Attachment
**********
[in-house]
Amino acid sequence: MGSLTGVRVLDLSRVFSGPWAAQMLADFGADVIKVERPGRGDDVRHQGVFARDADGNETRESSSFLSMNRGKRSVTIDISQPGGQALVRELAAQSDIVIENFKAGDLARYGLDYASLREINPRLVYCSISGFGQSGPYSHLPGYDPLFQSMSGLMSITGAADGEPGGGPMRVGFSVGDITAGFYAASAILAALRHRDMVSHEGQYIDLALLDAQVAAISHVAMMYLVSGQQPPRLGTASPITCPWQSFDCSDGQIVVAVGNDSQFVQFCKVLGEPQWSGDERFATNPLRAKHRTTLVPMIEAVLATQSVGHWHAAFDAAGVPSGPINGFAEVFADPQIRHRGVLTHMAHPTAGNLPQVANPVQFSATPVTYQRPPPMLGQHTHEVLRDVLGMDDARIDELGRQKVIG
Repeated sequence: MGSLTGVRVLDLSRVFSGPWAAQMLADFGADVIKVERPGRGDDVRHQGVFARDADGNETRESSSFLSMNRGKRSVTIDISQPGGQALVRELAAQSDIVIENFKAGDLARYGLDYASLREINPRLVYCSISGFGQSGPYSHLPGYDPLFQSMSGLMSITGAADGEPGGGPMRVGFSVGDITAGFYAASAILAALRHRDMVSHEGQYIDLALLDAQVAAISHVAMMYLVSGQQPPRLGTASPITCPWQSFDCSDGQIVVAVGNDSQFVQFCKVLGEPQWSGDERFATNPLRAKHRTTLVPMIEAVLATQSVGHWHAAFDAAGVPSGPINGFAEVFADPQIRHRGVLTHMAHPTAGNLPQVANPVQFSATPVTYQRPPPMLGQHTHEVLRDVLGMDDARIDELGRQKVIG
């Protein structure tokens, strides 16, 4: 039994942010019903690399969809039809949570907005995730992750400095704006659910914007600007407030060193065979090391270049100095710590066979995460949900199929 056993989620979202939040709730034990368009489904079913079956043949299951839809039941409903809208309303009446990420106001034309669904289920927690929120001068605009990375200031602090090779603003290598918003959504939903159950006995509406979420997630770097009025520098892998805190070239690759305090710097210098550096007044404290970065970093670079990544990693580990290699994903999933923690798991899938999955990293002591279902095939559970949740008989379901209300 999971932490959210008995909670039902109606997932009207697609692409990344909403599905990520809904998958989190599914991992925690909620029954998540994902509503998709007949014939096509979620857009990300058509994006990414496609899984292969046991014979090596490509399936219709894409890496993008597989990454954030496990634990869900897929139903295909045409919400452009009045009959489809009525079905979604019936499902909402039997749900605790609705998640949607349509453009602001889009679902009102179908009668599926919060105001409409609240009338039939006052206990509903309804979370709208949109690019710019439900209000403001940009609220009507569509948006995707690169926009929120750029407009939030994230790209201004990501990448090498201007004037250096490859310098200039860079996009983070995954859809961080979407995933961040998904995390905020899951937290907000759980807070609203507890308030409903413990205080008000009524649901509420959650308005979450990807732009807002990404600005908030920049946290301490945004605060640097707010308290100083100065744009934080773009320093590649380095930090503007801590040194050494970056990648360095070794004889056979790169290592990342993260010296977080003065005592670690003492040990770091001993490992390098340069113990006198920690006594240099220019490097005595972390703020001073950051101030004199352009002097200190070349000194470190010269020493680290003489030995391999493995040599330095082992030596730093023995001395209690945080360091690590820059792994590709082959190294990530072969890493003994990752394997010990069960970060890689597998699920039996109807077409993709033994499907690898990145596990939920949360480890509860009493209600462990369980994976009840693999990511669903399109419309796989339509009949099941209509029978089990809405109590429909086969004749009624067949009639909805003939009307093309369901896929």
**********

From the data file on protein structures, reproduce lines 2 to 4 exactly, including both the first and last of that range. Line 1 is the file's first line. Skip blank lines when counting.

Amino acid sequence: MGSLTGVRVLDLSRVFSGPWAAQMLADFGADVIKVERPGRGDDVRHQGVFARDADGNETRESSSFLSMNRGKRSVTIDISQPGGQALVRELAAQSDIVIENFKAGDLARYGLDYASLREINPRLVYCSISGFGQSGPYSHLPGYDPLFQSMSGLMSITGAADGEPGGGPMRVGFSVGDITAGFYAASAILAALRHRDMVSHEGQYIDLALLDAQVAAISHVAMMYLVSGQQPPRLGTASPITCPWQSFDCSDGQIVVAVGNDSQFVQFCKVLGEPQWSGDERFATNPLRAKHRTTLVPMIEAVLATQSVGHWHAAFDAAGVPSGPINGFAEVFADPQIRHRGVLTHMAHPTAGNLPQVANPVQFSATPVTYQRPPPMLGQHTHEVLRDVLGMDDARIDELGRQKVIG
Repeated sequence: MGSLTGVRVLDLSRVFSGPWAAQMLADFGADVIKVERPGRGDDVRHQGVFARDADGNETRESSSFLSMNRGKRSVTIDISQPGGQALVRELAAQSDIVIENFKAGDLARYGLDYASLREINPRLVYCSISGFGQSGPYSHLPGYDPLFQSMSGLMSITGAADGEPGGGPMRVGFSVGDITAGFYAASAILAALRHRDMVSHEGQYIDLALLDAQVAAISHVAMMYLVSGQQPPRLGTASPITCPWQSFDCSDGQIVVAVGNDSQFVQFCKVLGEPQWSGDERFATNPLRAKHRTTLVPMIEAVLATQSVGHWHAAFDAAGVPSGPINGFAEVFADPQIRHRGVLTHMAHPTAGNLPQVANPVQFSATPVTYQRPPPMLGQHTHEVLRDVLGMDDARIDELGRQKVIG
């Protein structure tokens, strides 16, 4: 039994942010019903690399969809039809949570907005995730992750400095704006659910914007600007407030060193065979090391270049100095710590066979995460949900199929 056993989620979202939040709730034990368009489904079913079956043949299951839809039941409903809208309303009446990420106001034309669904289920927690929120001068605009990375200031602090090779603003290598918003959504939903159950006995509406979420997630770097009025520098892998805190070239690759305090710097210098550096007044404290970065970093670079990544990693580990290699994903999933923690798991899938999955990293002591279902095939559970949740008989379901209300 999971932490959210008995909670039902109606997932009207697609692409990344909403599905990520809904998958989190599914991992925690909620029954998540994902509503998709007949014939096509979620857009990300058509994006990414496609899984292969046991014979090596490509399936219709894409890496993008597989990454954030496990634990869900897929139903295909045409919400452009009045009959489809009525079905979604019936499902909402039997749900605790609705998640949607349509453009602001889009679902009102179908009668599926919060105001409409609240009338039939006052206990509903309804979370709208949109690019710019439900209000403001940009609220009507569509948006995707690169926009929120750029407009939030994230790209201004990501990448090498201007004037250096490859310098200039860079996009983070995954859809961080979407995933961040998904995390905020899951937290907000759980807070609203507890308030409903413990205080008000009524649901509420959650308005979450990807732009807002990404600005908030920049946290301490945004605060640097707010308290100083100065744009934080773009320093590649380095930090503007801590040194050494970056990648360095070794004889056979790169290592990342993260010296977080003065005592670690003492040990770091001993490992390098340069113990006198920690006594240099220019490097005595972390703020001073950051101030004199352009002097200190070349000194470190010269020493680290003489030995391999493995040599330095082992030596730093023995001395209690945080360091690590820059792994590709082959190294990530072969890493003994990752394997010990069960970060890689597998699920039996109807077409993709033994499907690898990145596990939920949360480890509860009493209600462990369980994976009840693999990511669903399109419309796989339509009949099941209509029978089990809405109590429909086969004749009624067949009639909805003939009307093309369901896929």